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Rickshaws, motorbike and bike taxis banned in Bujumbura

By AFP
Burundi The Burundi government has accused two and three-wheel transport drivers of being responsible for the majority of road accidents.  By Tchandrou NITANGA AFPFile
MAR 21, 2022 LISTEN
The Burundi government has accused two and three-wheel transport drivers of being responsible for the majority of road accidents. By Tchandrou NITANGA (AFP/File)

Burundi on Monday banned rickshaws, motorcycle taxis and bicycle cabs from almost all of its biggest city Bujumbura, accusing the popular low-cost transport providers of causing fatal traffic accidents.

The Ministry of Interior announced late Sunday that the "new perimeter prohibiting access to tricycles, motorcycles and bicycle cabs in the centre of the city of Bujumbura is well and truly in force from Monday, March 21".

Police were posted on roads leading into Bujumbura to enforce the ban, which confines two- and three-wheel transport providers to the very margins of the city.

Earlier the roughly 20,000 operators were permitted in all quarters of the city of 1.2 million except for the very centre.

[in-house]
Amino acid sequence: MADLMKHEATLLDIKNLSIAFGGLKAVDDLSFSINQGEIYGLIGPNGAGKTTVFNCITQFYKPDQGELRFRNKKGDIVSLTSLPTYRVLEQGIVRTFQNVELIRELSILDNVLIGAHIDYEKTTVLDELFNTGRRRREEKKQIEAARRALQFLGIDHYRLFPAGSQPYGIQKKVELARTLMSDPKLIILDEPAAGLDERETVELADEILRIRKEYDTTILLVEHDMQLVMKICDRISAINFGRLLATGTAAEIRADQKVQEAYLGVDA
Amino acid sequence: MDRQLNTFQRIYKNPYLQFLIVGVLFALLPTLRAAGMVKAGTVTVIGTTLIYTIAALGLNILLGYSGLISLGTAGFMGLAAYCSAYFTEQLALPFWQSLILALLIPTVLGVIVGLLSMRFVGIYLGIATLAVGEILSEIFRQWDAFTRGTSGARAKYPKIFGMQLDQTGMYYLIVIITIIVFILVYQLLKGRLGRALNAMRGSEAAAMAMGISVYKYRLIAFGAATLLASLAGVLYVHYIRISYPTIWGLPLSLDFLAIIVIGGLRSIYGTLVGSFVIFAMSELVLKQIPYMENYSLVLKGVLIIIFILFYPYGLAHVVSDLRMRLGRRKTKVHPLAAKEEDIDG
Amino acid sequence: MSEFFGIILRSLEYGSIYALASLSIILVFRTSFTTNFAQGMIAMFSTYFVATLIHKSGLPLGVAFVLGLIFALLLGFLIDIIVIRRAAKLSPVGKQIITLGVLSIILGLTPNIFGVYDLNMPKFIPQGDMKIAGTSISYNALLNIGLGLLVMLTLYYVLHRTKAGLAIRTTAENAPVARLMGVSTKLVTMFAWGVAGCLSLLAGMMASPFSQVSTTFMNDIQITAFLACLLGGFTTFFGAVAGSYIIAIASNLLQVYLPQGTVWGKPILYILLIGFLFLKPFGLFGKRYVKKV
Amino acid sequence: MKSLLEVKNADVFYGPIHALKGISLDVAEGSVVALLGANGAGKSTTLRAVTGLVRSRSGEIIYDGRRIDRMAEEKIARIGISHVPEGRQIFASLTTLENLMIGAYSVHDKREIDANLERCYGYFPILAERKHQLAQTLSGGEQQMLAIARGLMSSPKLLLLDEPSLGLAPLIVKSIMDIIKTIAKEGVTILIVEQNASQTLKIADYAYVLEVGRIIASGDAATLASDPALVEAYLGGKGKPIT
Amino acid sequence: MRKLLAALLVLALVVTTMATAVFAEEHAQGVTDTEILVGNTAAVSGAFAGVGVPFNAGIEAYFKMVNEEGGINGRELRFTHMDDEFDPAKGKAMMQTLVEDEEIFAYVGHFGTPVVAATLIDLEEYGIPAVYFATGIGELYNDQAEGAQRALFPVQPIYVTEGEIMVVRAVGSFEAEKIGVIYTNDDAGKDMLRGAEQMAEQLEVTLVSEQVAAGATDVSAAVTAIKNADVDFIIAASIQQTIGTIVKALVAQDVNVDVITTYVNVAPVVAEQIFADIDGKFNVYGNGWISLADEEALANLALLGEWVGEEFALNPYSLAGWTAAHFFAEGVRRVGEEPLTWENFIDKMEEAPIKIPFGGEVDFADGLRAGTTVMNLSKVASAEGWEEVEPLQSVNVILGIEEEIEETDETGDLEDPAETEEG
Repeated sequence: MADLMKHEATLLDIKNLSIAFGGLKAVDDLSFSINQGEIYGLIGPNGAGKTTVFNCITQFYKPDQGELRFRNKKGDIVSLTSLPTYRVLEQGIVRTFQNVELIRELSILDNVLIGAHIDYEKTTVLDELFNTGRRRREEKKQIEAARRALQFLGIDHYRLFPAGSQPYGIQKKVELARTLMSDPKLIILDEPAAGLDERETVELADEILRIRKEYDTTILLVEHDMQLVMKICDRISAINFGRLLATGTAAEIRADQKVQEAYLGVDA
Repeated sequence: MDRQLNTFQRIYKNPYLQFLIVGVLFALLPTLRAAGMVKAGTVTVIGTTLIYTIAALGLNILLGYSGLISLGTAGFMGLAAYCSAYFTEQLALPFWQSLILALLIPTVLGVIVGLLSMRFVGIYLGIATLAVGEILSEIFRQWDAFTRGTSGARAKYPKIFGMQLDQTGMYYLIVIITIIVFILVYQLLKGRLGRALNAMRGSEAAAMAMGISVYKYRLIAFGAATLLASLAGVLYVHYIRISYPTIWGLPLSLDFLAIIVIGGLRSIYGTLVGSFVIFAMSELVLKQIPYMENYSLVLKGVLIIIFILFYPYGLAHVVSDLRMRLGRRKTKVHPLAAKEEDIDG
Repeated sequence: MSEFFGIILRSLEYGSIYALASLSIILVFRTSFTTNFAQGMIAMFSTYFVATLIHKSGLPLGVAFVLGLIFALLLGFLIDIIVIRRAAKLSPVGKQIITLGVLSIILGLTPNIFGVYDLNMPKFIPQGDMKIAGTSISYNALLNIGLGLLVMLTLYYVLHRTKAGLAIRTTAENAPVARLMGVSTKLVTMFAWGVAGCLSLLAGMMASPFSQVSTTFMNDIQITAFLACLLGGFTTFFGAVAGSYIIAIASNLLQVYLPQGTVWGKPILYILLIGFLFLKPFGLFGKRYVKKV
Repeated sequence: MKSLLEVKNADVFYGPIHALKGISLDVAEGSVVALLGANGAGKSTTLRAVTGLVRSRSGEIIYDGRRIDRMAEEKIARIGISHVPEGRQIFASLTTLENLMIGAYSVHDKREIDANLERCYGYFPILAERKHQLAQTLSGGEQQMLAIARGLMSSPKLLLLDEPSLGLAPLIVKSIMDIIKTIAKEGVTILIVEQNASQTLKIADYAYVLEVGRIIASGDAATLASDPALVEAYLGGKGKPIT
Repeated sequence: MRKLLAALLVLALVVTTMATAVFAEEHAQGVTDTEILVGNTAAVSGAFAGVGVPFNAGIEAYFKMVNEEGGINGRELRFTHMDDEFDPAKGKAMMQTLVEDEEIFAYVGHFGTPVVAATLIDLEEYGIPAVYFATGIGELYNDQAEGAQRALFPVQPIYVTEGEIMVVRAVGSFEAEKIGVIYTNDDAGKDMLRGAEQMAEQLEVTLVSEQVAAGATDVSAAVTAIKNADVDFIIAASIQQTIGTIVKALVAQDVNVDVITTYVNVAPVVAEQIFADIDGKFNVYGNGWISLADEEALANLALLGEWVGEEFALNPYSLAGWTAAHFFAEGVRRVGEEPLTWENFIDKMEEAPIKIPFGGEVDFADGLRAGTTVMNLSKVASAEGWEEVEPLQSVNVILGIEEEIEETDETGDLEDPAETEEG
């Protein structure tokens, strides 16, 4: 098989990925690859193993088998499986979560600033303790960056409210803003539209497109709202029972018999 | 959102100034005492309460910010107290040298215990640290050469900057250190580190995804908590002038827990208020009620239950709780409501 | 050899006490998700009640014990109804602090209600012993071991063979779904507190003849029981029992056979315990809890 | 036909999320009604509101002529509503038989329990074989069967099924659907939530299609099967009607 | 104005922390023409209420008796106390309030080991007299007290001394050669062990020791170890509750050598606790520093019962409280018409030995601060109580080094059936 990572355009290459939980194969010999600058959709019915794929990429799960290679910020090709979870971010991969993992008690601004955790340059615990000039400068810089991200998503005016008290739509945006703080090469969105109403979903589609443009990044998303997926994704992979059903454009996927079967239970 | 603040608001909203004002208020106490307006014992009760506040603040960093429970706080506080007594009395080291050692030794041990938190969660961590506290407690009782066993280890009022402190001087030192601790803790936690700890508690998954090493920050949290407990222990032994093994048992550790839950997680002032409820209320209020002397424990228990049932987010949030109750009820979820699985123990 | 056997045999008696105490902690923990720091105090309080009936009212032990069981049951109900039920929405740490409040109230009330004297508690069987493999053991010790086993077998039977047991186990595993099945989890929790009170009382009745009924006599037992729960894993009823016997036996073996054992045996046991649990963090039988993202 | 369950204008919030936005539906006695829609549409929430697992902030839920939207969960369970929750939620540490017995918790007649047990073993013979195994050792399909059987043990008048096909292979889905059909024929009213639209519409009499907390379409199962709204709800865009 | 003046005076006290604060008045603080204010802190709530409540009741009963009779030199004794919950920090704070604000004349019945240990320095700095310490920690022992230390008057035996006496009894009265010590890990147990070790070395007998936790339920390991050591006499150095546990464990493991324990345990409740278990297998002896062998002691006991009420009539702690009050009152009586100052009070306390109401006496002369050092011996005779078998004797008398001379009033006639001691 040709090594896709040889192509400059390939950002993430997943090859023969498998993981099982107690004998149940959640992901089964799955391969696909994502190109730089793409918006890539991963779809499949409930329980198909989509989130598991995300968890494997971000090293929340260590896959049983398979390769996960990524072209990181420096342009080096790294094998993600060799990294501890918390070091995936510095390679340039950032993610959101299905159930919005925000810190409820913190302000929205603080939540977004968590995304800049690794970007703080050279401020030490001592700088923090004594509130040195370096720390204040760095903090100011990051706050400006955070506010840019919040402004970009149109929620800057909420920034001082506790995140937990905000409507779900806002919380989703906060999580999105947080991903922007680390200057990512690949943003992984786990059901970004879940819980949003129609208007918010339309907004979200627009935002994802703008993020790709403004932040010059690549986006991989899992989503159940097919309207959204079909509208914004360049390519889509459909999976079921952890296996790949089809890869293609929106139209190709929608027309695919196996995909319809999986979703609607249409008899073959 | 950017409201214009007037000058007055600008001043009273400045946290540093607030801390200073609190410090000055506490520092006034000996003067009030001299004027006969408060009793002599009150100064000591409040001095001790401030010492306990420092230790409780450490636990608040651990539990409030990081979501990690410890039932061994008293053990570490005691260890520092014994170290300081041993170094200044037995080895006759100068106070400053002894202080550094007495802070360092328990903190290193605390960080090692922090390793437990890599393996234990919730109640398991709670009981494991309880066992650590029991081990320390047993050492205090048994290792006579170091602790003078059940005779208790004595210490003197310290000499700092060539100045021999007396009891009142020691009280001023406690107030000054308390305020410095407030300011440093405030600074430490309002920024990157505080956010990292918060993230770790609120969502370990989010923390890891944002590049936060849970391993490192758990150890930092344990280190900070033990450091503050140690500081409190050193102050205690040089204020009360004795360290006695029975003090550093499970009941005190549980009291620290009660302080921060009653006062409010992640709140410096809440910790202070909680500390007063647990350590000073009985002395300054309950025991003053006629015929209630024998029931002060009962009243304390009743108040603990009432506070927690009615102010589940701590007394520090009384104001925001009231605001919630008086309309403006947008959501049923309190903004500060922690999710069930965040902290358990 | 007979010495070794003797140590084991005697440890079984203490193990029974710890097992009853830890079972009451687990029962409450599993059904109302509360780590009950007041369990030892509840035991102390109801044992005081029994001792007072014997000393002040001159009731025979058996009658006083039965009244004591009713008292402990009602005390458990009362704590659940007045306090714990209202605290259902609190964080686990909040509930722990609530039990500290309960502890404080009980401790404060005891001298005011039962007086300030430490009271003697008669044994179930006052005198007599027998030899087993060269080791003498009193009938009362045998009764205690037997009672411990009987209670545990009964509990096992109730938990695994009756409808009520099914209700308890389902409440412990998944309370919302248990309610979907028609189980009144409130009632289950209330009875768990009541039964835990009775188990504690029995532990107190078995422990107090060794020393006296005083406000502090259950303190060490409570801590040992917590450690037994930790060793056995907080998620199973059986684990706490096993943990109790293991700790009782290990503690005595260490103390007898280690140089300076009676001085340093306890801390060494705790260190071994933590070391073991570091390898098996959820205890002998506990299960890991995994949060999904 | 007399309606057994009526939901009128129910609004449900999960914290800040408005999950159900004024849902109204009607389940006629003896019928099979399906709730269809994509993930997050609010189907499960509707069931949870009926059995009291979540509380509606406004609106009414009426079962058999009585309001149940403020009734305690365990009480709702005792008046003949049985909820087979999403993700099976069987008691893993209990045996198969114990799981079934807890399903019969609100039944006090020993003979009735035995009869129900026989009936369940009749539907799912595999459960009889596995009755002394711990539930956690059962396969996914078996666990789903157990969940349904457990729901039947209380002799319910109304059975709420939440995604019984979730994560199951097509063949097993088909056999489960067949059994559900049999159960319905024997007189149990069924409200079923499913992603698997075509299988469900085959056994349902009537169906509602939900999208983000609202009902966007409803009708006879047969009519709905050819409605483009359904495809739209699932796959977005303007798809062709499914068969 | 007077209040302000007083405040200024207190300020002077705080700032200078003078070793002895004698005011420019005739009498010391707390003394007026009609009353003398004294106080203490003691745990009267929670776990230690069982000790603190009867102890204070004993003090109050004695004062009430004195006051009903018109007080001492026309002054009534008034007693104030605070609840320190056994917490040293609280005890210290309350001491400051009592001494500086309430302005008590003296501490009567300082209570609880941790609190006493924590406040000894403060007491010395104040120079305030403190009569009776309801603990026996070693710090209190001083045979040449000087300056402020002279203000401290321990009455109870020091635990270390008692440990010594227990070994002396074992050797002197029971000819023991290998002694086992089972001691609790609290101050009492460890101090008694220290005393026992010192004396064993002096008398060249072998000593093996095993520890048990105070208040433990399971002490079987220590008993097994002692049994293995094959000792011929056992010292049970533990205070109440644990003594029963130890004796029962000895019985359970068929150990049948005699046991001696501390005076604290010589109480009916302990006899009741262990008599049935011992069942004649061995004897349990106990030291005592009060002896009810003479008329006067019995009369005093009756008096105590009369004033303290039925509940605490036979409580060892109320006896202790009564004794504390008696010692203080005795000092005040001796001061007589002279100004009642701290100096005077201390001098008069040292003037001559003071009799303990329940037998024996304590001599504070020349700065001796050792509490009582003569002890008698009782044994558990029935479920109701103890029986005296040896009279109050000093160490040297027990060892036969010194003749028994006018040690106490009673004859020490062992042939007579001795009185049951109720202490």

Last month, Interior Minister Gervais Ndirakobuca accused these drivers of being responsible for the majority of road accidents last year.

Some 1,300 people were killed on the roads and nearly 2,000 injured in that time.

The ban was supposed to take effect on March 11 but was postponed to give drivers more time to prepare.

Two-wheel vehicles for private use were also banned from the same areas of the city.

More than 600,000 people are estimated to use two- and three-wheelers every day in Bujumbura, where affordable travel options are scarce.

Drivers are mostly young men from rural areas with little other employment prospects, and the ban is expected to hit hard.

"These types of transport are used by a lot of people every day, but the bicycles also supply the city with milk, vegetables and coal, and the rickshaws deliver products to markets and stalls," said one economist who requested anonymity.

The decision would "have catastrophic consequences because it puts tens of thousands of drivers" out of work, the economist added.

Burundi is the poorest country in the world as measured by GDP per capita, at less than $240 in 2020, according to the World Bank.

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